Fruits & Vegetables
When going grocery shopping, buy and eat plenty of fresh or frozen fruits and vegetables. Deeply colored fruits and vegetables, such as spinach, carrots, peaches and berries tend to be higher in vitamins and minerals than others. Fruits and vegetables that are good sources of fiber include beans, peas, oranges, bananas, strawberries and apples.
Milk, Cheese, Butter & Eggs
Select fat-free (skim) or low-fat (1%) milk. Choose fat-free, low-fat or reduced-fat cheeses. Use egg whites or egg substitutes instead of egg yolks. Choose soft margarines that contain “0 grams trans fat” instead of buying butter.
Meat, Poultry, Fish & Nuts
Eat one serving of grilled or baked fish at least twice a week. Good examples include salmon, trout and herring. Choose lemon juice and spices to eat with fish – not cream sauces. Buy “choice” or “select” grades of beef rather than “prime”, and be sure to trim off the fat before cooking. Nuts and seeds are good sources of protein but eat them in moderation as they tend to be high in calories.
Bread & Baked Goods
Choose breads containing whole wheat, oats, oatmeal, whole rye, whole grain corn and buckwheat. Instead of bakery products, look for fat-free or low-fat and low-sodium crackers, snack chips, cookies and cakes.
Oils, Dressings & Shortenings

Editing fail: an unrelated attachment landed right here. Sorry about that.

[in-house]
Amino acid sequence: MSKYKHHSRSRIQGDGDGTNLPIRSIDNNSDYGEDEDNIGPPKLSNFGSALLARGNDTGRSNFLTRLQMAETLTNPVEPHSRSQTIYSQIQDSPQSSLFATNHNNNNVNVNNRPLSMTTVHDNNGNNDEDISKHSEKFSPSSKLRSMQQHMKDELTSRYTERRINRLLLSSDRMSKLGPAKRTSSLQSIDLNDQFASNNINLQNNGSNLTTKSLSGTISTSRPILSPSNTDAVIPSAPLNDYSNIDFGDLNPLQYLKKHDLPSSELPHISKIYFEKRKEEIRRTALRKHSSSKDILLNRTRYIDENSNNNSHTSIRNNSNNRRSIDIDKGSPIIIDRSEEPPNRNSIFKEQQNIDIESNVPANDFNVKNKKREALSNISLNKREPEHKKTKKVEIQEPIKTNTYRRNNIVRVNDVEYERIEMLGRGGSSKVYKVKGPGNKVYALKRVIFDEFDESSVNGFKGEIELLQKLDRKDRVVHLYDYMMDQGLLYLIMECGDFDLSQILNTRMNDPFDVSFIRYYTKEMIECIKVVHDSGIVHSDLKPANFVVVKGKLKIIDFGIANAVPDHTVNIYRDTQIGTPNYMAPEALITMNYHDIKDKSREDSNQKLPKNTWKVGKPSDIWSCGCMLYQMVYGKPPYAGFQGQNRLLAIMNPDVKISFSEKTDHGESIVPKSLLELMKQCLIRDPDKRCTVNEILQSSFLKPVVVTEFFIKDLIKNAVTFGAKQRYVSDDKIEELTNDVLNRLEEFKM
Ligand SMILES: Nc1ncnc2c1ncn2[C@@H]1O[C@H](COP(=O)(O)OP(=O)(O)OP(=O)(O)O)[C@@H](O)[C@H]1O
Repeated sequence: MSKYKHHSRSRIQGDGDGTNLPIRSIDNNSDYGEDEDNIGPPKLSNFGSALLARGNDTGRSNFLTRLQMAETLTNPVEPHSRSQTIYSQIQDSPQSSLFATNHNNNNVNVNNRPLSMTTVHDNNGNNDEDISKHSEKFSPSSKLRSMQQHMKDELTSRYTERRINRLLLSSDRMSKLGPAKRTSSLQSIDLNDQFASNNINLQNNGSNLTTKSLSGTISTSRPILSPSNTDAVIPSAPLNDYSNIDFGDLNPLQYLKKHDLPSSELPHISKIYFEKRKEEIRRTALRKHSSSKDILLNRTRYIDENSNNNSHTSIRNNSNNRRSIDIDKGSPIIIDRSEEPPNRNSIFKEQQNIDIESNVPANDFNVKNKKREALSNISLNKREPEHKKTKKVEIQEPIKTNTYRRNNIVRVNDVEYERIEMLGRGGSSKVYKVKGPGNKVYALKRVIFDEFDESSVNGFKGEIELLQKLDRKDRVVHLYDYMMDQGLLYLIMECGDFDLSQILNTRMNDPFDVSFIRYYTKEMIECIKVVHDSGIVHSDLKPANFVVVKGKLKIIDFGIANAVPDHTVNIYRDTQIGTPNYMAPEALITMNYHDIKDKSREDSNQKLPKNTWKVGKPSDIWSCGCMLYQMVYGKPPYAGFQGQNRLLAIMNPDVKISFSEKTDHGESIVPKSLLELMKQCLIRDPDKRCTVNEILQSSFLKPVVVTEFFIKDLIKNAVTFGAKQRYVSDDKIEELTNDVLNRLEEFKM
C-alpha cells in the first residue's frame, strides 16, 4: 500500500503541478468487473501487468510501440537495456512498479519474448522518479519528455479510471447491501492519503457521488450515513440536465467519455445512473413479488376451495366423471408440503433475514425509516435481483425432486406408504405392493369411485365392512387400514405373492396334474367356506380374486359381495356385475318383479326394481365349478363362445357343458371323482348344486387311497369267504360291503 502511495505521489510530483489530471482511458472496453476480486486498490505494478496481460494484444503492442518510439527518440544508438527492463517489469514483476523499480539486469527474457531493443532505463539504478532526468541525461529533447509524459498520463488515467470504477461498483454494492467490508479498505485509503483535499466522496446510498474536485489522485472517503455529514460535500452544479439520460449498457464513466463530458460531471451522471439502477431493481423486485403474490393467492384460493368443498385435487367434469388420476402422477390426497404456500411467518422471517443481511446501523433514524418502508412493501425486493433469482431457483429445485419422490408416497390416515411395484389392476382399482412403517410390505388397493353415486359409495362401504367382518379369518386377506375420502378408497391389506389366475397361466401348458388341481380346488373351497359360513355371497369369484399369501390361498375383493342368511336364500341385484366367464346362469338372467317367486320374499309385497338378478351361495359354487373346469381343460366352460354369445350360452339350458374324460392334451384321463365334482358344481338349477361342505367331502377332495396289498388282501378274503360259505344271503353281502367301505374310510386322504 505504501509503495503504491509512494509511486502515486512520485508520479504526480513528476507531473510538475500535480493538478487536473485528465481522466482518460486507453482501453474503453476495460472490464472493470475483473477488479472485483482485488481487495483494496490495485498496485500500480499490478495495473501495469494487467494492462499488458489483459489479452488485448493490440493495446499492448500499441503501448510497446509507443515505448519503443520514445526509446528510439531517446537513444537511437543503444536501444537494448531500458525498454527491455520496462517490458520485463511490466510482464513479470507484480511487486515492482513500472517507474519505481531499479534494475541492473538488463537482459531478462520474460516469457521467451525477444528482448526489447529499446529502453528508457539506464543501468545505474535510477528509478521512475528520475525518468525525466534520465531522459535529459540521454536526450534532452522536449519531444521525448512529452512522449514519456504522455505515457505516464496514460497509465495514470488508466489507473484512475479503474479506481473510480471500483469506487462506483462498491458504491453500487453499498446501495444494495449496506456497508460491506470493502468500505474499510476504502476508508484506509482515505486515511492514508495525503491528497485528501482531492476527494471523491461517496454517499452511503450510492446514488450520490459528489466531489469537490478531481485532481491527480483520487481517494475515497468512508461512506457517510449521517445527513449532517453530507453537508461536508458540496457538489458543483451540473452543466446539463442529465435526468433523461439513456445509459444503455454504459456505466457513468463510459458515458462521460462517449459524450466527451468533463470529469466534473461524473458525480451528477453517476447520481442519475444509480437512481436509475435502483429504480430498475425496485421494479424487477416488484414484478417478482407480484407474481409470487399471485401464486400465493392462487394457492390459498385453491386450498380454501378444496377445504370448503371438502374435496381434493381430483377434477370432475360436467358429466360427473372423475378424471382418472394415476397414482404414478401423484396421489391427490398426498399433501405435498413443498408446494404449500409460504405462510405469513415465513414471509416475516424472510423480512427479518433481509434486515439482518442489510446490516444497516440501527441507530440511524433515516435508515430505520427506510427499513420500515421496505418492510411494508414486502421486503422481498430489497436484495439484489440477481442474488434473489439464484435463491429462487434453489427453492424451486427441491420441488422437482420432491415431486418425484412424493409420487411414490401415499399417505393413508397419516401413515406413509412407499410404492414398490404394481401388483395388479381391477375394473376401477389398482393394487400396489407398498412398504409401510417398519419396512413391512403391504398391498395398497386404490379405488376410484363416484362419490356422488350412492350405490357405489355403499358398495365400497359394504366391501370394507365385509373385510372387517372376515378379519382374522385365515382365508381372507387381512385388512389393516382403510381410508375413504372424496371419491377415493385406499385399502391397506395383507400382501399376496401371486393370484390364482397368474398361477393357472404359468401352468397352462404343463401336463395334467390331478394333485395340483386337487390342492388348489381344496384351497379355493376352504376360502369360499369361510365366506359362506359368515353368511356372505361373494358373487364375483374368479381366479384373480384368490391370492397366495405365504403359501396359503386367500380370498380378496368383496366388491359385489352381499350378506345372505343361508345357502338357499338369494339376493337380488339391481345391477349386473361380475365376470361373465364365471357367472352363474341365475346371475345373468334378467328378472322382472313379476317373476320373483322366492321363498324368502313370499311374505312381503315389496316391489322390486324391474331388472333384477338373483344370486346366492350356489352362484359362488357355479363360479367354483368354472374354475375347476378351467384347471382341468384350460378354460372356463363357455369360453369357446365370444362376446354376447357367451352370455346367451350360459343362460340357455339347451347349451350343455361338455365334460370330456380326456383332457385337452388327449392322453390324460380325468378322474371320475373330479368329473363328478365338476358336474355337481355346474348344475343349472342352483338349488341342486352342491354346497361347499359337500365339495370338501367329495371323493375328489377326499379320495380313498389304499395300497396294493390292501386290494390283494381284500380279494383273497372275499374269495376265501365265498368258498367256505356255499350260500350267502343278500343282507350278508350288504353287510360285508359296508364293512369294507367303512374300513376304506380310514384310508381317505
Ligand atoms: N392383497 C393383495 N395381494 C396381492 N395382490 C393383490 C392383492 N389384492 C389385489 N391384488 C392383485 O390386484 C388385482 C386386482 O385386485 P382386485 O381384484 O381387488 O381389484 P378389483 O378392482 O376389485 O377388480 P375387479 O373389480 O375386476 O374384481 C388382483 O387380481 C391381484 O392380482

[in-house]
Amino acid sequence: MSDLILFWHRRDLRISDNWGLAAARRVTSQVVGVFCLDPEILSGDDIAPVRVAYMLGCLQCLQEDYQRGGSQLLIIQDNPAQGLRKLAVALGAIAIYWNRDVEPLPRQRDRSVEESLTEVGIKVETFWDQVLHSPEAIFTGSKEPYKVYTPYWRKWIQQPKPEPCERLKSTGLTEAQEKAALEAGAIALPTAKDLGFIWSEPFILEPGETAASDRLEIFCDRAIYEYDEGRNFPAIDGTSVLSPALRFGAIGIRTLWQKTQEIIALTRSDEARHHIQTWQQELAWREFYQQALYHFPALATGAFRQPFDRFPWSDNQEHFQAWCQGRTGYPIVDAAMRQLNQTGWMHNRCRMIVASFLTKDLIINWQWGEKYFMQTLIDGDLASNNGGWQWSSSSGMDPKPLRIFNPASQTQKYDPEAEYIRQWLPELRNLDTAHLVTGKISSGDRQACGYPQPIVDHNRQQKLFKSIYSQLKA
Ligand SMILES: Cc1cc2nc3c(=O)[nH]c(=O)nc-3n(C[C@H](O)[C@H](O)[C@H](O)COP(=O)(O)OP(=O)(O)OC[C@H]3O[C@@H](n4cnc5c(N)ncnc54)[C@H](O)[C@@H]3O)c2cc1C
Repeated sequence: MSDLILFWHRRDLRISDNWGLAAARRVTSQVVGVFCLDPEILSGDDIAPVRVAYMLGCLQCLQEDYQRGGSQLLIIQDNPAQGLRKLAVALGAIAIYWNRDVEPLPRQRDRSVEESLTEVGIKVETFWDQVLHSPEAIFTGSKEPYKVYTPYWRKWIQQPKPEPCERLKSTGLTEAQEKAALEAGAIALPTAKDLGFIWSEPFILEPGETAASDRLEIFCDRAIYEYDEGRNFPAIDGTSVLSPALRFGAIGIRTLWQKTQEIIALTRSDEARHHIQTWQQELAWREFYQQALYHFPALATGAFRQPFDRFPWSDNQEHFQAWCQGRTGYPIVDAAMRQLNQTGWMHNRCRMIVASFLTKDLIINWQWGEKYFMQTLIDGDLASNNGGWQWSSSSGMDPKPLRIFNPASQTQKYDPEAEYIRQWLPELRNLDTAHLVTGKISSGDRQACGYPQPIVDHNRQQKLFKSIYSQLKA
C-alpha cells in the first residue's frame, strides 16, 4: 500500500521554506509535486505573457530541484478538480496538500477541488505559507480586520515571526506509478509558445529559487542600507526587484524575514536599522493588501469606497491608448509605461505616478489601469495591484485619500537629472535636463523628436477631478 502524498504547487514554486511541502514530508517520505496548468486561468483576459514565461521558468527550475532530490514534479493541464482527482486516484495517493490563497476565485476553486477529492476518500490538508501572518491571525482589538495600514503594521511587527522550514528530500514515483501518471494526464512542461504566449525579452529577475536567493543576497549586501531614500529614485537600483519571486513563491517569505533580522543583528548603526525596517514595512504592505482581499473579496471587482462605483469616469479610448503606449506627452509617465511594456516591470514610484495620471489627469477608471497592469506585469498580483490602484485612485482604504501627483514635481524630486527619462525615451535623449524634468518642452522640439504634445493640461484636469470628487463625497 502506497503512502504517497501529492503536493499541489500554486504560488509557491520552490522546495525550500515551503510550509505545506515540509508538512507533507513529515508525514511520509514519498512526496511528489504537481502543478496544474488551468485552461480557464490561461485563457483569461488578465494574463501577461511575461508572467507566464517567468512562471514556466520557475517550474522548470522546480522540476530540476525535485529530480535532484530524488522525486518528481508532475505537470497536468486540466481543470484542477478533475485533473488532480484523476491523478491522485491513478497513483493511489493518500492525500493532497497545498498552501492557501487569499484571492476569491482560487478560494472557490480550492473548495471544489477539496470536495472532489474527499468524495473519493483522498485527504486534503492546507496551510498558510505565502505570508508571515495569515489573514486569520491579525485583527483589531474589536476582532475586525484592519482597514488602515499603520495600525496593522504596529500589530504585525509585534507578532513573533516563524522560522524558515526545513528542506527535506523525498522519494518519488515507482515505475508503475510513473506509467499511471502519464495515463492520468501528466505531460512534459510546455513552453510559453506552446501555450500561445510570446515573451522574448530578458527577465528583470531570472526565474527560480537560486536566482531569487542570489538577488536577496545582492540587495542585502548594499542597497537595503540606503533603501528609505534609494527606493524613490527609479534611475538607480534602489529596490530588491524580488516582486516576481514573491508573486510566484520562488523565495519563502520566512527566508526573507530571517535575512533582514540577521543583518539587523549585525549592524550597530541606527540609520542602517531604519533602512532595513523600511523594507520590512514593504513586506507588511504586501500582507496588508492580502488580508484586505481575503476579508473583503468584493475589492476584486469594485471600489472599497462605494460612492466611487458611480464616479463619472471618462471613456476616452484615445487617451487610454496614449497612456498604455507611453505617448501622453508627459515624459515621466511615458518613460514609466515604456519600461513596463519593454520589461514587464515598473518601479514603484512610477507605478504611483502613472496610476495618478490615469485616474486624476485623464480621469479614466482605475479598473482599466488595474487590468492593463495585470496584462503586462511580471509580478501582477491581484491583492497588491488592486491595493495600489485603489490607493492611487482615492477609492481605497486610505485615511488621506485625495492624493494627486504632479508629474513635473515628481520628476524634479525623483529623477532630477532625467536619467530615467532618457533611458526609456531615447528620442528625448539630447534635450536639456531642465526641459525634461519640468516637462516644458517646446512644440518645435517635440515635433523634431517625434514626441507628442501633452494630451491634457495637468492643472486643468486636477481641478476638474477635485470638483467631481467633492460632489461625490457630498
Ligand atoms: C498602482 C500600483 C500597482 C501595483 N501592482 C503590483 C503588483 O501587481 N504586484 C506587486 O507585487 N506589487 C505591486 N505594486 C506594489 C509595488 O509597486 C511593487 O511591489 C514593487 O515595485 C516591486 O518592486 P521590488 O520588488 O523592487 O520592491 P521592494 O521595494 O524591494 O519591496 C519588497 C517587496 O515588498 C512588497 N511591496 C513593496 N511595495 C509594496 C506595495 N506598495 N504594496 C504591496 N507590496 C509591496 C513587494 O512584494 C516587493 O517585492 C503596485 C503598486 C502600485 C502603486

Buy and use fats and oils in limited amounts. Choose dressings and spreads with the lowest saturated fats, trans fats and cholesterol including canola oil, corn oil, olive oil, safflower oil, sesame oil, soybean oil and sunflower oil. Buy a nonstick pan and use nonstick vegetable spray when cooking.
Cooking with Seasonings
Avoid prepackaged seasoning mixes as they contain high levels of salt. Use vinegar or citrus juice as flavor enhancers but add them at the last minute. Add some fresh hot peppers for a kick to your dishes.
Dealing with a Picky Eater
So you’re ready to start your family on a healthy meal plan … but you have a picky eater on your hands … here are some tips to help! Start by introducing healthier elements into foods that your child already likes. Include your kids in grocery shopping and food preparation – if they feel they have more ownership they’re more likely to eat it. Schedule snack time and stick to it – keep your children in a routine. Have healthy finger foods available. Encourage kids to “eat their colors” – brightly colored foods provide more nutrients in greater variety. Don’t cut out treats altogether – think moderation.